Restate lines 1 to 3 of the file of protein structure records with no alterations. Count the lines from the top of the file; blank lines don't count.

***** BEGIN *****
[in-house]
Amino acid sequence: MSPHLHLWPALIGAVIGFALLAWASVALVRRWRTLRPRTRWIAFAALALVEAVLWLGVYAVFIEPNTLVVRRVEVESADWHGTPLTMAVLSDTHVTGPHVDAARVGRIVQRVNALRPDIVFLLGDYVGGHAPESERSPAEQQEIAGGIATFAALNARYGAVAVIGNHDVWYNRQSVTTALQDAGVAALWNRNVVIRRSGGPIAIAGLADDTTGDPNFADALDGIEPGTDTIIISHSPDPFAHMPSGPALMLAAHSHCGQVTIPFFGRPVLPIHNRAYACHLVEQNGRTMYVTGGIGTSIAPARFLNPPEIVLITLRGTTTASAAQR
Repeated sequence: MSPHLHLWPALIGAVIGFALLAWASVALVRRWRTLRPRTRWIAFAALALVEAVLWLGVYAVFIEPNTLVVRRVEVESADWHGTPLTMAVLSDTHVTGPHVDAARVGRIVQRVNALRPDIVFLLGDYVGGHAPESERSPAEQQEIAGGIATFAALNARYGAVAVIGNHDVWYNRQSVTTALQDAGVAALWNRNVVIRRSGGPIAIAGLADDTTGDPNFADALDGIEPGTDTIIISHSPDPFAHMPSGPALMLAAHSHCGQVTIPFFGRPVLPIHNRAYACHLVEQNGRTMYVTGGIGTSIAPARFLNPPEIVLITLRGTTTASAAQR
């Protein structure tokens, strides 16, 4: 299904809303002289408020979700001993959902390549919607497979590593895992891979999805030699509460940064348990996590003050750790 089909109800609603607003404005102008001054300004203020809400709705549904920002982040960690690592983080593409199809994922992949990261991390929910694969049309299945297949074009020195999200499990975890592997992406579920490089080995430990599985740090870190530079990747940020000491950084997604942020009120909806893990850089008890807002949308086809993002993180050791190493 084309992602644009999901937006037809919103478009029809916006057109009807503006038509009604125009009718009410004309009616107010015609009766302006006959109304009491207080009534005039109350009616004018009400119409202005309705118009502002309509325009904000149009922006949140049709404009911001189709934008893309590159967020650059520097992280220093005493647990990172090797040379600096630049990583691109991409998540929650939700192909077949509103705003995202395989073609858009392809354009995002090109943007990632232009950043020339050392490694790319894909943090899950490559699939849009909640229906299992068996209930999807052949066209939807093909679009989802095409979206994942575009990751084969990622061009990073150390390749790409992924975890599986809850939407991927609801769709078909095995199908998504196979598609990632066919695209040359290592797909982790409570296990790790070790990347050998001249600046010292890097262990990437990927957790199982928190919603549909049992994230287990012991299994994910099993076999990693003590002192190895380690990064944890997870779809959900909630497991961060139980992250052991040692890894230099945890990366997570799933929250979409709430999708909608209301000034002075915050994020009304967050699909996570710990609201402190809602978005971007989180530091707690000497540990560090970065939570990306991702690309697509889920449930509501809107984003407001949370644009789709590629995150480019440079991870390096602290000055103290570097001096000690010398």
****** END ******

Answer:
[in-house]
Amino acid sequence: MSPHLHLWPALIGAVIGFALLAWASVALVRRWRTLRPRTRWIAFAALALVEAVLWLGVYAVFIEPNTLVVRRVEVESADWHGTPLTMAVLSDTHVTGPHVDAARVGRIVQRVNALRPDIVFLLGDYVGGHAPESERSPAEQQEIAGGIATFAALNARYGAVAVIGNHDVWYNRQSVTTALQDAGVAALWNRNVVIRRSGGPIAIAGLADDTTGDPNFADALDGIEPGTDTIIISHSPDPFAHMPSGPALMLAAHSHCGQVTIPFFGRPVLPIHNRAYACHLVEQNGRTMYVTGGIGTSIAPARFLNPPEIVLITLRGTTTASAAQR
Repeated sequence: MSPHLHLWPALIGAVIGFALLAWASVALVRRWRTLRPRTRWIAFAALALVEAVLWLGVYAVFIEPNTLVVRRVEVESADWHGTPLTMAVLSDTHVTGPHVDAARVGRIVQRVNALRPDIVFLLGDYVGGHAPESERSPAEQQEIAGGIATFAALNARYGAVAVIGNHDVWYNRQSVTTALQDAGVAALWNRNVVIRRSGGPIAIAGLADDTTGDPNFADALDGIEPGTDTIIISHSPDPFAHMPSGPALMLAAHSHCGQVTIPFFGRPVLPIHNRAYACHLVEQNGRTMYVTGGIGTSIAPARFLNPPEIVLITLRGTTTASAAQR